How to be a vegan and get all the nutrients you need for your health

Evidence shows that a plant-based diet is beneficial for our health. Still, as with any other diet, it’s essential to keep a balanced nutrition and eat varied, minimally processed food free of excess salt, sugar, and saturated fat. The more diverse and high-quality food you consume, the less likely you will suffer health-related consequences due to a lack of essential nutrients and vitamins. Therefore, it is vital to understand which plant products have the nutrients we need, as well as which of them can replace animal products. Here are some tips on how to ensure a balanced plant-based diet and what to eat to get all the essential nutrients and vitamins.

If you have been eating a varied diet that included animal products, it is recommended that you switch to a plant-based diet gradually. For example, try removing one animal product from your diet each week and replacing it with a plant-based alternative, such as fruit, vegetables, wholemeal products, or plant proteins.

Another good way to ease into an entirely plant-based diet is to plan the menu a few days or even a week in advance, considering how many and what nutrients you will get with each meal. This will ensure you get the essential nutrients and vitamins and reduce the likelihood of eating refined carbohydrate-rich foods such as buns, cookies, and other fast food products when you feel hungry.

Here are some tips to help you follow a balanced plant-based diet:

  • Limit the amount of food that is high in salt, added sugar, and saturated fat. Some plant-based products, such as various meat substitutes, are often highly processed, and high in salt and other preservatives. Therefore, when buying plant-based products, look carefully at the list of ingredients – just because a product is vegan does not mean it is good for your body.
  • Choose plant-based foods that are high in protein. The best sources of plant-based protein are legumes (beans, lentils, peas), seeds, nuts, and soy products such as tofu.
  • Limit the consumption of refined carbohydrate products such as buns, cookies, and white flour pasta. Excess of refined carbohydrates can contribute to weight gain, blood sugar fluctuations, and other health problems. Instead of refined carbohydrates, it is recommended to choose whole-grain products such as oatmeal, brown rice, whole-wheat pasta, or quinoa.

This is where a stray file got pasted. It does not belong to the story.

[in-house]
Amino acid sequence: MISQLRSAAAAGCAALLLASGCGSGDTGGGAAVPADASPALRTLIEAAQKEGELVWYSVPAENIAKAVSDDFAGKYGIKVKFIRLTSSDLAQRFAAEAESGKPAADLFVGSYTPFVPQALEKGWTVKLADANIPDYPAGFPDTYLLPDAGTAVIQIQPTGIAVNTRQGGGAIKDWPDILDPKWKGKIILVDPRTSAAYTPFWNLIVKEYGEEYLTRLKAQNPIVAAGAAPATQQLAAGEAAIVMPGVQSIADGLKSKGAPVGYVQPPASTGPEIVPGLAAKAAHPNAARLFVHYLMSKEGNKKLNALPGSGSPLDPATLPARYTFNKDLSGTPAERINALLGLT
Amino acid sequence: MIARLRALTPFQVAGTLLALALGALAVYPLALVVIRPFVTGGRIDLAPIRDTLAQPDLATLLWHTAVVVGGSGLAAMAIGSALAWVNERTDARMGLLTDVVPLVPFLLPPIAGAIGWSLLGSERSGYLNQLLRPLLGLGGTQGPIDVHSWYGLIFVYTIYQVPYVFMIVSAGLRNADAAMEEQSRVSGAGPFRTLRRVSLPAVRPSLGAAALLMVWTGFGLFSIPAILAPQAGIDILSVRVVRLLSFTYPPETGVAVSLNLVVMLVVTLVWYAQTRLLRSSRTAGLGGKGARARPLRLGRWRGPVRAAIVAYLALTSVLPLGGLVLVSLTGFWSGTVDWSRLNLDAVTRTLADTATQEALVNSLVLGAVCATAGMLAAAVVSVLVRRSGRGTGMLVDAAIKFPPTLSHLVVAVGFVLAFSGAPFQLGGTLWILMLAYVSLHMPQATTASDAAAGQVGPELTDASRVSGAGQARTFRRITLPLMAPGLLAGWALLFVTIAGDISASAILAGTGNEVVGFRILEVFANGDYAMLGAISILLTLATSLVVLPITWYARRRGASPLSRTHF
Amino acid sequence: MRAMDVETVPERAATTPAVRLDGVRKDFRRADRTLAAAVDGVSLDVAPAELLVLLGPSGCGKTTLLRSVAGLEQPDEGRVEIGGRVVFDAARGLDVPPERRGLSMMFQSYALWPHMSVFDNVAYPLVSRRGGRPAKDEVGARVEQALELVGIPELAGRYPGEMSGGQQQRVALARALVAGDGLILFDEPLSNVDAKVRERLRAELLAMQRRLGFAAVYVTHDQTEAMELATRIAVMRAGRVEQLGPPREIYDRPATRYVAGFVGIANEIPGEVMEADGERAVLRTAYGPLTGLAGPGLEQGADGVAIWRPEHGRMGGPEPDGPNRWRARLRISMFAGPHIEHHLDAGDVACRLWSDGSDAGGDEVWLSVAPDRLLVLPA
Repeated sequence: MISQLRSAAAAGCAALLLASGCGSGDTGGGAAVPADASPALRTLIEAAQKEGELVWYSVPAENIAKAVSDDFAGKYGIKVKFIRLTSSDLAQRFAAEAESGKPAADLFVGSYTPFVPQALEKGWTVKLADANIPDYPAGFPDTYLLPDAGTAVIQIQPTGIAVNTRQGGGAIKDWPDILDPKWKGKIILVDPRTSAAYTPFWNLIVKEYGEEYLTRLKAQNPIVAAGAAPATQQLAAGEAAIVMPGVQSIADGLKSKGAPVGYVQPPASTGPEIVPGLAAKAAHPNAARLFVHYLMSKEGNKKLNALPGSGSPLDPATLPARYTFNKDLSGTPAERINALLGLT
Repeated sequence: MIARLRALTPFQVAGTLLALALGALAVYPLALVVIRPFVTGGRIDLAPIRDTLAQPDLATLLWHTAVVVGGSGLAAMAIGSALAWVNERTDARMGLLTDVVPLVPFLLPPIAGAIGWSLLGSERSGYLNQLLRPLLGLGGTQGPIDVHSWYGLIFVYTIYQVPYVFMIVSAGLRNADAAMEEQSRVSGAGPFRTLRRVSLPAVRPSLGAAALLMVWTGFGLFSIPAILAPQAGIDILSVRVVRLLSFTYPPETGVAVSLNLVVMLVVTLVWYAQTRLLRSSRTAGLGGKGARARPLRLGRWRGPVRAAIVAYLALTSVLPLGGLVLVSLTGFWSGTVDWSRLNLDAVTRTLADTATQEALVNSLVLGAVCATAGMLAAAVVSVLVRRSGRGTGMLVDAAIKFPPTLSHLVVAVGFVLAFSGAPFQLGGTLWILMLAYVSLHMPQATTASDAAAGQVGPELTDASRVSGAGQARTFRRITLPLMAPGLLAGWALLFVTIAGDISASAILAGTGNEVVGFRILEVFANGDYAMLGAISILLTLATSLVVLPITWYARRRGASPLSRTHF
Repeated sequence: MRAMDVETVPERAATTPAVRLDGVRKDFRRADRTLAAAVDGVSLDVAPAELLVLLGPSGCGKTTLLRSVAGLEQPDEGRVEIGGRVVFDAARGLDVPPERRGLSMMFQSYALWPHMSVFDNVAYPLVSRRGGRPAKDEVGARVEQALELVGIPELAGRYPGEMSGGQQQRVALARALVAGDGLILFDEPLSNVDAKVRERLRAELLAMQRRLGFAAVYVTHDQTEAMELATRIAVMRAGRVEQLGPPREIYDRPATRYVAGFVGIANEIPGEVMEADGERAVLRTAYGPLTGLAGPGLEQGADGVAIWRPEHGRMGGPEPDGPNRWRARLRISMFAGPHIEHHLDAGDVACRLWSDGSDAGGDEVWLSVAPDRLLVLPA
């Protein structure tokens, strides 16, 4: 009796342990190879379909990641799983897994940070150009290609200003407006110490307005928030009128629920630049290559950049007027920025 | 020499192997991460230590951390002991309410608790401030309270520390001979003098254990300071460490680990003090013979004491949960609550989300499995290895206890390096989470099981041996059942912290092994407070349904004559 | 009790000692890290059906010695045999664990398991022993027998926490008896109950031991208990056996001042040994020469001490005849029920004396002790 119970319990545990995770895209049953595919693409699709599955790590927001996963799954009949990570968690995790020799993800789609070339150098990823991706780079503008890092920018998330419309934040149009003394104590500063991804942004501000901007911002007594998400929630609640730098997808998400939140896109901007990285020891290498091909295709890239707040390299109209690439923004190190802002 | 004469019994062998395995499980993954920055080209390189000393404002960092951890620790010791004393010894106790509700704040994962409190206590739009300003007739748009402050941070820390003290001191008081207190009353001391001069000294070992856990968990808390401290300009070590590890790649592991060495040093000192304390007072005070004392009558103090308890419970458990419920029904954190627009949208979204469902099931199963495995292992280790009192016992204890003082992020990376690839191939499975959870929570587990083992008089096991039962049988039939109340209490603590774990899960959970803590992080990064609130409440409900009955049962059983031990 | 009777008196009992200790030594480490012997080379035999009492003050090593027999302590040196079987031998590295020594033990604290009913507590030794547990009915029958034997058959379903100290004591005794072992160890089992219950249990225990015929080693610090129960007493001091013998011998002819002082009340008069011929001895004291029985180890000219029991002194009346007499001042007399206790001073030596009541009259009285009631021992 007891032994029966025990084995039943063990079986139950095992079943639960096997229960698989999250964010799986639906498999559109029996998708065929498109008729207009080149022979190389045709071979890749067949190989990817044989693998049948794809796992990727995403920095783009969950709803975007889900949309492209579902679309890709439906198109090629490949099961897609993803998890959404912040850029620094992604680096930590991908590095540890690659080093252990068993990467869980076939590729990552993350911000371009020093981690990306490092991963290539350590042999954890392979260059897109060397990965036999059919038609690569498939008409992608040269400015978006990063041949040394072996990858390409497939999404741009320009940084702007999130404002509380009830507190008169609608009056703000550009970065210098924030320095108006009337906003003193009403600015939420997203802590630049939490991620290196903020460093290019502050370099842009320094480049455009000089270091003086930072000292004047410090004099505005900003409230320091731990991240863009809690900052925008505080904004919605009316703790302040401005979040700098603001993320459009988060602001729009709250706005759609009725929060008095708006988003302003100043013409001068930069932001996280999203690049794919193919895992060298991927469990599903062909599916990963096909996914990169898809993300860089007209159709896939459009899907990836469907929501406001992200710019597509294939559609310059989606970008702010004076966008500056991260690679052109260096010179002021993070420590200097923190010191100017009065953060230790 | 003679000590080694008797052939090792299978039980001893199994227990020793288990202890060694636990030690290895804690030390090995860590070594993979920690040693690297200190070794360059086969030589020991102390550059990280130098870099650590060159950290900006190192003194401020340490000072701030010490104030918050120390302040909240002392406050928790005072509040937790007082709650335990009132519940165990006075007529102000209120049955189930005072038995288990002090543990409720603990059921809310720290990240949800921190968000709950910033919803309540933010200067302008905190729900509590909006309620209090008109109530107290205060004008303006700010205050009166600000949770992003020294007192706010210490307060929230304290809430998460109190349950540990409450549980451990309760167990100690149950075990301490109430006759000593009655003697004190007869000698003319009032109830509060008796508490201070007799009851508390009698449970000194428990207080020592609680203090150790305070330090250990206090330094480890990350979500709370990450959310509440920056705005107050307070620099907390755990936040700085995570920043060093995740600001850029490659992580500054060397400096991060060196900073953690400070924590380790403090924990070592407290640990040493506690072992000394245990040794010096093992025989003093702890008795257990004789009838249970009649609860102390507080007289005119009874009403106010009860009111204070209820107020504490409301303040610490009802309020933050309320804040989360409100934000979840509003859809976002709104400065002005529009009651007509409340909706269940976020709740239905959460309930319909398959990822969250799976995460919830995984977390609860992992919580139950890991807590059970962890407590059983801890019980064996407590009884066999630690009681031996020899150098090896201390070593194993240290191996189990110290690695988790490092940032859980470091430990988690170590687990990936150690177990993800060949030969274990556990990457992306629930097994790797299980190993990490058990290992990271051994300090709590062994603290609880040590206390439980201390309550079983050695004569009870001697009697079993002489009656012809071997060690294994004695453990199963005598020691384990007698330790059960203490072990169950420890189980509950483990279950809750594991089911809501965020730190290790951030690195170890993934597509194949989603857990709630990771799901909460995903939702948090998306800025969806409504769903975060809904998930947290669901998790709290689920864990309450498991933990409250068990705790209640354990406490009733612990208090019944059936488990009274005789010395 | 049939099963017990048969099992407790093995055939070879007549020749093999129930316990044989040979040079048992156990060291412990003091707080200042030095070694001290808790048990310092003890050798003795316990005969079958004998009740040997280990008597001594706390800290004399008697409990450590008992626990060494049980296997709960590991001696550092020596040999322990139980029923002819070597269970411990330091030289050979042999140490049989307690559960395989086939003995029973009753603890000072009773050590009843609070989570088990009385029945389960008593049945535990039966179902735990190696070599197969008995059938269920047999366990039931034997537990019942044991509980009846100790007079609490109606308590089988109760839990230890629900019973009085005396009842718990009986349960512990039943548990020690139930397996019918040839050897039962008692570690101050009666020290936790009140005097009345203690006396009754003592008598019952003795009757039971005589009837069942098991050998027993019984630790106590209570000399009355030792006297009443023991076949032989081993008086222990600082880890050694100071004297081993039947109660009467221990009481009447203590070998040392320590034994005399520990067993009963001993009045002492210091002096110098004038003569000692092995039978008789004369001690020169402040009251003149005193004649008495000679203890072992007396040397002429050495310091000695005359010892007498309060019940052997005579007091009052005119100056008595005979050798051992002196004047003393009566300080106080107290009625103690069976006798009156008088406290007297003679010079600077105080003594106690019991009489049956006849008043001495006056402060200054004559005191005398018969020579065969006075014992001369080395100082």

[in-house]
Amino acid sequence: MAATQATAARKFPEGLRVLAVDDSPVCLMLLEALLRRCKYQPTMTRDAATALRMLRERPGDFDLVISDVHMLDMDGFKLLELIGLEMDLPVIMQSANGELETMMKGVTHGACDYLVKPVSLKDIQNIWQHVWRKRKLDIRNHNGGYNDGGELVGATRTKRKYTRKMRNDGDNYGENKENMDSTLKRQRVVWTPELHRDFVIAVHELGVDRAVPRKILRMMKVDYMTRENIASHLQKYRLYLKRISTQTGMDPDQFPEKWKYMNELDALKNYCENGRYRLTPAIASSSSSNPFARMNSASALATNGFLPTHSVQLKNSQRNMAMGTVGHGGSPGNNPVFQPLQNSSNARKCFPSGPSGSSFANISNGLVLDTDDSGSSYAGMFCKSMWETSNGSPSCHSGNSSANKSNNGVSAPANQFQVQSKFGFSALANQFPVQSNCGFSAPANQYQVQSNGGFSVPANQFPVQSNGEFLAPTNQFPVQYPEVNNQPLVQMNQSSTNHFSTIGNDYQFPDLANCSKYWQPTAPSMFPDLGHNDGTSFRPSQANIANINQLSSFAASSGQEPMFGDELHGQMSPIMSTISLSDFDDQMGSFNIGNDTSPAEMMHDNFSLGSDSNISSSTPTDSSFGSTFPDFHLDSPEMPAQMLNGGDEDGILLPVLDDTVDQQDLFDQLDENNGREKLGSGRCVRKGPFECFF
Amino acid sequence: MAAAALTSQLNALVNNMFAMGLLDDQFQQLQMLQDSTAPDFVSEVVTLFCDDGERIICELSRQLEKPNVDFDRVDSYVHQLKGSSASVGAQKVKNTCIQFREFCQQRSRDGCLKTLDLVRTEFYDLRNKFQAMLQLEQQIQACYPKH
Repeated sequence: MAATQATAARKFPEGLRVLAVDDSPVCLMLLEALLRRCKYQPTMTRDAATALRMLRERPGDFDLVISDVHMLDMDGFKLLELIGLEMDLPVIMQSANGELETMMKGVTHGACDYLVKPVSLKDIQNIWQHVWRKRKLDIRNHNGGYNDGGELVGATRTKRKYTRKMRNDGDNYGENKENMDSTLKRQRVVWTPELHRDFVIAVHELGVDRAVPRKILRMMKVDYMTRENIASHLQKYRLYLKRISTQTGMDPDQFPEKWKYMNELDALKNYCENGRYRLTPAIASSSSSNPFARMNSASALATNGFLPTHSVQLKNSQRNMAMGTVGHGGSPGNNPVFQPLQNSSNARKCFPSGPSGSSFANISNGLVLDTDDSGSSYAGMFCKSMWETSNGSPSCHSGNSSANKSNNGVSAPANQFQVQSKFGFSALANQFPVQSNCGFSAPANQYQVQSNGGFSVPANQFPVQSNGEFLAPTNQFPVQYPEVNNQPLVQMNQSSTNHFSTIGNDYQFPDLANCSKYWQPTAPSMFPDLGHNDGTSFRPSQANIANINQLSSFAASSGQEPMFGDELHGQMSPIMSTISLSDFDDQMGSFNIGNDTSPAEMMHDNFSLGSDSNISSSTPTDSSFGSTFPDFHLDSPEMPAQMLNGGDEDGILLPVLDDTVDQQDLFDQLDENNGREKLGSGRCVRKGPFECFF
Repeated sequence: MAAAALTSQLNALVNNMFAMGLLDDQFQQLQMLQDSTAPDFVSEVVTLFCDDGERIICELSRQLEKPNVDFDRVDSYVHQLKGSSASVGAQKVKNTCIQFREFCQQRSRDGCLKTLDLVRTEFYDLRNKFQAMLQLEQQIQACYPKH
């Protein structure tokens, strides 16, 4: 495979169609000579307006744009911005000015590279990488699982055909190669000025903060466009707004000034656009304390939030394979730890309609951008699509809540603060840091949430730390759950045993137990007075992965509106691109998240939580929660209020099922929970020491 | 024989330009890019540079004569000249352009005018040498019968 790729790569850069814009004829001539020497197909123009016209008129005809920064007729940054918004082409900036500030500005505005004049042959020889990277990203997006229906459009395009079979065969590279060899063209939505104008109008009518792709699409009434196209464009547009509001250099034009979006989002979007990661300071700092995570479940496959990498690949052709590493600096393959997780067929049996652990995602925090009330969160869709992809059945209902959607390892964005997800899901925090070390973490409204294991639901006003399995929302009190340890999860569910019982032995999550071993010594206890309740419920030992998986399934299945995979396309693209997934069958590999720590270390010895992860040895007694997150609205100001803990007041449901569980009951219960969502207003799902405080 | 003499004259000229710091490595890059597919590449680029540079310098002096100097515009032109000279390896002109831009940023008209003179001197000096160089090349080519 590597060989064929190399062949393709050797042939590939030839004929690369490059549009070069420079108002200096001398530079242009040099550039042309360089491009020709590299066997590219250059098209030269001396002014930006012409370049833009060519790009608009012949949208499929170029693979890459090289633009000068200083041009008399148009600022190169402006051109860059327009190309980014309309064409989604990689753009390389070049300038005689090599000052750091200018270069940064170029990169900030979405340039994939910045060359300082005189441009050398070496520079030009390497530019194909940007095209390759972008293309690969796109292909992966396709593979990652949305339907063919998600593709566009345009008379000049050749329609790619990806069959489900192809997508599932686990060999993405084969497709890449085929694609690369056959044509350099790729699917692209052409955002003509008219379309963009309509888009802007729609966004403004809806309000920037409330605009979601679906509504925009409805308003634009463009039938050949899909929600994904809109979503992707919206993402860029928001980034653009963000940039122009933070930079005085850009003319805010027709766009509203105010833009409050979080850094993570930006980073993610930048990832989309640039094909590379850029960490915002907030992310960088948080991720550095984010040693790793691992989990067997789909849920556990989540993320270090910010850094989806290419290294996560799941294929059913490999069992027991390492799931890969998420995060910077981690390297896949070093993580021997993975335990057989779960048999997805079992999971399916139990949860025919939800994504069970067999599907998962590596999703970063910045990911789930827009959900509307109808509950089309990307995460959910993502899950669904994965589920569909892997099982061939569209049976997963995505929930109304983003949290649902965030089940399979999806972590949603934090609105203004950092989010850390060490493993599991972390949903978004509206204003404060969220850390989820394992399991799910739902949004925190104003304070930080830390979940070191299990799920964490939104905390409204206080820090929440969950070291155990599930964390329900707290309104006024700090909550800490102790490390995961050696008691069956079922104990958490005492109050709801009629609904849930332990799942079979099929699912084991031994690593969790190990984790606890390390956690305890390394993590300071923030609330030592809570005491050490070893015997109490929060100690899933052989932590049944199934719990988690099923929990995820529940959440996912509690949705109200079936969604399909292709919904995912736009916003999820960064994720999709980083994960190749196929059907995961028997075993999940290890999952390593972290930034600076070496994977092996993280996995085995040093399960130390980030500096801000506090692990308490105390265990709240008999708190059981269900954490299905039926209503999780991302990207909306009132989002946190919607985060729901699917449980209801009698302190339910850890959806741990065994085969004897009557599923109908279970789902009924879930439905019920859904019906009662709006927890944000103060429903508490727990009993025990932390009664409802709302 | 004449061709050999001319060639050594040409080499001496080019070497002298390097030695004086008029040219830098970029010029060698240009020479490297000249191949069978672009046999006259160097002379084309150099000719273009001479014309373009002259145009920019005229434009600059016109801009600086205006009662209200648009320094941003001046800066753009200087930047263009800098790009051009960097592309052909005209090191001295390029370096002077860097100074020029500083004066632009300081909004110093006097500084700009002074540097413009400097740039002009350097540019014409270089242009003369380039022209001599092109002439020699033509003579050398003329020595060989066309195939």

• Eat at least 5 servings of various fruits and vegetables every day, and drink plenty of water.

Do not forget vitamins

Switching to a plant-based diet can lead to deficiencies in some essential nutrients such as vitamin B12, vitamin D, calcium, and others. However, this can be avoided by taking supplements or eating enough plant products containing these nutrients. Here are the primary sources of vitamin B12, Omega-3 fatty acids, calcium, and vitamin D.

Vitamin B12: A deficiency of this vitamin can lead to anemia, especially for people who do not eat products of animal origin, as these are the primary source of vitamin B12. The main plant sources of this vitamin are various vitamin B12-fortified products such as cereals, plant-based yogurts, milk, meat substitutes, spreads, or nutritional yeast, which can be added to a wide range of dishes such as salads, pasta, soup, sauces, and snacks.

Omega-3 fatty acids: The primary sources of omega-3 fatty acids are flaxseed, rapeseed oil, chia, shelled hemp seeds, and walnuts. It’s important to note that some of the fatty acids that are essential to the human body (the EPA and DHA types of omega-3 fatty acids) are not available from any other plant product except algae. The easiest way to supplement your diet with these acids is by consuming dried fermented microalgae – Golden Chlorella. These microalgae are rich not only in amino and omega fatty acids, fiber, minerals, and protein but also in vitamins B1, B2, and B6. Golden Chlorella powder is tasteless and odorless, making it ideal for garnishing a wide range of dishes and adding to smoothies and sauces.

Calcium and vitamin D. The best sources of calcium and vitamin D are green, leafy vegetables such as broccoli and cabbage, microalgae such as Golden Chlorella, unsweetened soya, pea and oat drinks, yogurts, tofu, sesame seeds and tahini, legumes and dried fruits such as raisins, plums, figs, and dried apricots.

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